Current capacity (in amps): The current capacity is the amount of existing a wire can safely carry. The cables with lower gauges (AWG 4) are thicker and thus have high current capacity.
Wire Gauge Size Chart
The American Society for testing and materials (ASTM) maintains the standardization of wire diameters and cross-sectional areas. To see the latest wire gauge chart, you can see ASTM B258-18.
Stranded wire AWG Sizes
You can also use AWG gauges to describe stranded wire. For a stranded wire, the AWG gauge is the sum of the cross-sectional areas of each strand. Here, you do not count the gap between each strand. If the stranded wire is made of circular strands, holes consist of 25% of the wire area. Thus, the diameter of the overall bundle is 13% more than an equal gauge solid wire.
To specify a stranded wire, you have to mention three numbers. These include AWG size, the AWG size of the strand, and the number of strands. For example, a 22AWG 7/30 indicates a stranded 22 AWG wire with seven strands of 30AWG wire. To separate the number of strands and AWG of a single strand, you use a slash.
The difference in AWG affects the ratio of diameter and area. You can use this property to find the AWG of a stranded wire through diameter and number of strands. However, you can use this for a bundle of identical circular strands.
Image: the copper strands of large wires
Typical Applications of Standard Wire Gauges
The wire with different gauges has different electrical properties, and as a result, they are suitable for their unique applications.
Higher gauge wires are fit for lighter-duty electric works. On the other hand, lower gauge wires are suitable for heavy-duty projects.
For construction and building projects, the standard wire gauges used are 10, 12, and 14.
Some other applications of the wires with different gauges are-
- 18-gauge wire: you can use this for low-voltage lighting applications and cords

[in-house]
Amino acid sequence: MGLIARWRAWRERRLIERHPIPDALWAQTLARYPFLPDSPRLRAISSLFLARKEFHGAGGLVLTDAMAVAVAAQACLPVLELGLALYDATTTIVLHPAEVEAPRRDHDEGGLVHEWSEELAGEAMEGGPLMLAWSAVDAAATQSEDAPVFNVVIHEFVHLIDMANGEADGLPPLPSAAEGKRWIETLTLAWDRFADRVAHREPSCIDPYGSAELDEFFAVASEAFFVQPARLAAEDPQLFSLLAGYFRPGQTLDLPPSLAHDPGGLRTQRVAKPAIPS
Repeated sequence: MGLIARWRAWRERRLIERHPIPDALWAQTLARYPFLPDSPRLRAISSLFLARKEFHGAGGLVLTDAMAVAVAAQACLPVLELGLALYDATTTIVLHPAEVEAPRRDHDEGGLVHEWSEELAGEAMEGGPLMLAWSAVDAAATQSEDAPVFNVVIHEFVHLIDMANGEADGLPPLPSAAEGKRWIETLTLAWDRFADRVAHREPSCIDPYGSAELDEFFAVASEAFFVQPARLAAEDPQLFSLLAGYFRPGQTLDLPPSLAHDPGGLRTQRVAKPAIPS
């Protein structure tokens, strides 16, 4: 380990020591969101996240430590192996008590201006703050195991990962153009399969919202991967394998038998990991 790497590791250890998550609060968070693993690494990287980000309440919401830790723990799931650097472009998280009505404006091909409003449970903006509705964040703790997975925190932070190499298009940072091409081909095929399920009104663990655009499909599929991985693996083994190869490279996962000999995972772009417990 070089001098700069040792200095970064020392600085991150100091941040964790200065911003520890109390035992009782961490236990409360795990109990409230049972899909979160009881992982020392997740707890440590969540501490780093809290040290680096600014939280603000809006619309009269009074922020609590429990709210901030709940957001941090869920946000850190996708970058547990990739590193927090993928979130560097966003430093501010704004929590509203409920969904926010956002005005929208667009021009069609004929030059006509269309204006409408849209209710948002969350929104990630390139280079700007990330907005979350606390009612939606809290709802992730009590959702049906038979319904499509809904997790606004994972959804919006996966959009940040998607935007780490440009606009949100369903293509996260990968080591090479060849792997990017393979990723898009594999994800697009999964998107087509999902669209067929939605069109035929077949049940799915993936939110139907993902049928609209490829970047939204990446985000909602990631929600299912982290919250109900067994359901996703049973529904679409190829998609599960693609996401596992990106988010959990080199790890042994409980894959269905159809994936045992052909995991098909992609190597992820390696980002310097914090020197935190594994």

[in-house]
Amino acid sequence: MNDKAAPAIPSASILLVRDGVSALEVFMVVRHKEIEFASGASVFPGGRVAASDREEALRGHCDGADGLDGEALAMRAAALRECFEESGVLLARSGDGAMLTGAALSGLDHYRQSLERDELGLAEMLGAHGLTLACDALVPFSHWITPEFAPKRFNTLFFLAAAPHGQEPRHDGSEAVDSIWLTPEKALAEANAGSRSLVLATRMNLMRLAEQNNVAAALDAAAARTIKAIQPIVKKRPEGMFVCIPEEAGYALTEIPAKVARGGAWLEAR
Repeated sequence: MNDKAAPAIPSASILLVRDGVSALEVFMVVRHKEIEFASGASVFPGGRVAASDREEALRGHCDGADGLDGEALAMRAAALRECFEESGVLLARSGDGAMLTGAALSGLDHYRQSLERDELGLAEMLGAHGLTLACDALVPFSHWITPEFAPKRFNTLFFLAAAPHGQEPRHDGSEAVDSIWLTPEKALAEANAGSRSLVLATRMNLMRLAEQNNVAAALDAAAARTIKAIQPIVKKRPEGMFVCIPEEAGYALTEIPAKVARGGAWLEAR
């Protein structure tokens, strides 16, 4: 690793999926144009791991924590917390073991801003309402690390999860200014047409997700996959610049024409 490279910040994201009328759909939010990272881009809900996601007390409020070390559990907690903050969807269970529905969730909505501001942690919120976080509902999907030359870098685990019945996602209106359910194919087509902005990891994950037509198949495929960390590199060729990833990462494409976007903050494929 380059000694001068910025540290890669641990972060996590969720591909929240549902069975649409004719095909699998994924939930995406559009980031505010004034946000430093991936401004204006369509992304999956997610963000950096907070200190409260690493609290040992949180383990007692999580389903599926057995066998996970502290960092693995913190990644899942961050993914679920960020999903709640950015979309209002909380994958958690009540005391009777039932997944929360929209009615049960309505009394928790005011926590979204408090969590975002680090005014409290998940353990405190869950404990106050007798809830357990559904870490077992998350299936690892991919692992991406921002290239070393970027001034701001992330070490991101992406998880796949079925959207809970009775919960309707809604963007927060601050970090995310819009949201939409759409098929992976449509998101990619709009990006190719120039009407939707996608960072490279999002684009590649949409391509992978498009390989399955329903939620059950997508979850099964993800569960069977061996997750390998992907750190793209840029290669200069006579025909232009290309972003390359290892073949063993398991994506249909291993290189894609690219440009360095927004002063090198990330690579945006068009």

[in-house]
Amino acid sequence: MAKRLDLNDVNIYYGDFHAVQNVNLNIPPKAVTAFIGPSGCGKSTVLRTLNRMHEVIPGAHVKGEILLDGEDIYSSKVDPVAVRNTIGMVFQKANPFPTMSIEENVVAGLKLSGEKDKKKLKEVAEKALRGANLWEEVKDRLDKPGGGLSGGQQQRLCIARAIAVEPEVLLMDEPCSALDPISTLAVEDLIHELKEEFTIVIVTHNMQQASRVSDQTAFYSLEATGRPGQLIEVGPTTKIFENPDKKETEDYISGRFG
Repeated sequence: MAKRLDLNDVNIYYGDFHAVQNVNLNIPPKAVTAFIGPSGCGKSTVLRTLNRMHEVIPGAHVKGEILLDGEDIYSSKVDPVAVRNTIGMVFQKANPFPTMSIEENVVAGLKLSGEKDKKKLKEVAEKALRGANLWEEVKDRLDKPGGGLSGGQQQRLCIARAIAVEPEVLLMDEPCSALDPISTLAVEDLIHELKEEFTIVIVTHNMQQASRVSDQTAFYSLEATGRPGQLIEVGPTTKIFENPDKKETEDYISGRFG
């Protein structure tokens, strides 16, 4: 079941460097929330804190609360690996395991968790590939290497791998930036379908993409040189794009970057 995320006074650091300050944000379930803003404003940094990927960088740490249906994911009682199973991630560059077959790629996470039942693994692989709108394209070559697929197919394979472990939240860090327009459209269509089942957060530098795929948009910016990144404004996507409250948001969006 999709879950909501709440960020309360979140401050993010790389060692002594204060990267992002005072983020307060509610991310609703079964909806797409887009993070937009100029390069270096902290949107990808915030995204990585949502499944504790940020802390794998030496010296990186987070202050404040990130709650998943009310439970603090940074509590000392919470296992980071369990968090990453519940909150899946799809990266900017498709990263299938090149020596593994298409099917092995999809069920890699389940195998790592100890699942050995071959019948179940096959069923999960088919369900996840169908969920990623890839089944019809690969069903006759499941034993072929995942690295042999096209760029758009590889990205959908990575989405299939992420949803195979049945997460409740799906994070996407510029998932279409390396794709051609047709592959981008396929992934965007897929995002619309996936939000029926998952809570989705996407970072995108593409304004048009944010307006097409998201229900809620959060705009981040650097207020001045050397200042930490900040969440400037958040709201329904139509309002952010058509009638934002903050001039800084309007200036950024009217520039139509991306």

- 16-gauge wire: this is perfect for light-duty extension cords.
- 14-gauge wire: you can use it for residential wiring household outlets, electrical devices, and light fittings.
- 12-gauge wire: you can also use this for residential wiring, including small AC units and other appliances.
- 10-gauge wire: as this is thicker, you can use this for larger household appliances like water heaters, clothes dryers, or Window AC units.
- 8-gauge wire: you can use this for electric ranges and ovens.
- 6-gauge wire: a six-gauge wire is best suited for the largest household appliances, kitchen cooktops, and AC units.
- 4-gauge wires- best for furnaces and large heaters
Choosing the Perfect Wire Gauge
To choose the perfect gauge wire for your application, you must consider the carrying capacity and the current in amps that the wire needs to conduct. The current you need to run through a wire is directly related to the wire gauge.
Further, the distance of the wire that you need also affects the wire gauge. As there is no perfect conductor, you lose voltage with distance due to heat or resistance. To counteract this effect, you must choose a wire with a larger gauge. The high Gauge of the wire will increase its amperage capacity. Thus, you can pump required amps without experiencing any dip in voltage.
For an electrical system to run in the desired manner, it is essential to pick the correct wire. As a rule of thumb, the Gauge is a crucial factor. However, determining the right wire size is a bit complicated. You may take the help of professionals. You can contact Cloom for any assistance with wiring harnesses and cable assemblies. Feel free to call us anytime!